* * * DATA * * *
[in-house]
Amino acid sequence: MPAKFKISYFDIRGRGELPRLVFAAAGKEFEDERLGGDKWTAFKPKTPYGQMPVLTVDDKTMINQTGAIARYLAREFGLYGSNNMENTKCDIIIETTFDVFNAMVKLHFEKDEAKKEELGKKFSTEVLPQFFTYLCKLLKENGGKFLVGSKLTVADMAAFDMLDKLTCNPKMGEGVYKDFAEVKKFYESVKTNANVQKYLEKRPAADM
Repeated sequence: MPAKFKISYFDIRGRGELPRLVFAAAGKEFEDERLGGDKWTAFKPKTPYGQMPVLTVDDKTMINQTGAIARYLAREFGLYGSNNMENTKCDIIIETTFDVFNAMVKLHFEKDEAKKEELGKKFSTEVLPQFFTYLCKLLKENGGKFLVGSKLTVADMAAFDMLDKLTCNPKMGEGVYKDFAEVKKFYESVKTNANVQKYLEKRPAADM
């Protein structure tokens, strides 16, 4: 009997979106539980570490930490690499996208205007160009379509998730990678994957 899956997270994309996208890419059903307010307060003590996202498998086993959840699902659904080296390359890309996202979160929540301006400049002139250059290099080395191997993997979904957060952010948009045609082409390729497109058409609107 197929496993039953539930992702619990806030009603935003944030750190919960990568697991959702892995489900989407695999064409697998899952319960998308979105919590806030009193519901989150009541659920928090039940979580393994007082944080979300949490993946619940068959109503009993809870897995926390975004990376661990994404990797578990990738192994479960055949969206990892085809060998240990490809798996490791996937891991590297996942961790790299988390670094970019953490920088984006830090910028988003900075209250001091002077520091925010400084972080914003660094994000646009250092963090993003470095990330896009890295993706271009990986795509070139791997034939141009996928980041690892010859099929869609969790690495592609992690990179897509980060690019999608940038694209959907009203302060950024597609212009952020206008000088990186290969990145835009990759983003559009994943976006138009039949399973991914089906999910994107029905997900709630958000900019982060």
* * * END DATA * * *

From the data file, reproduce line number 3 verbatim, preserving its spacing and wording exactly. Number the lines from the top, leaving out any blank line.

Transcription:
Repeated sequence: MPAKFKISYFDIRGRGELPRLVFAAAGKEFEDERLGGDKWTAFKPKTPYGQMPVLTVDDKTMINQTGAIARYLAREFGLYGSNNMENTKCDIIIETTFDVFNAMVKLHFEKDEAKKEELGKKFSTEVLPQFFTYLCKLLKENGGKFLVGSKLTVADMAAFDMLDKLTCNPKMGEGVYKDFAEVKKFYESVKTNANVQKYLEKRPAADM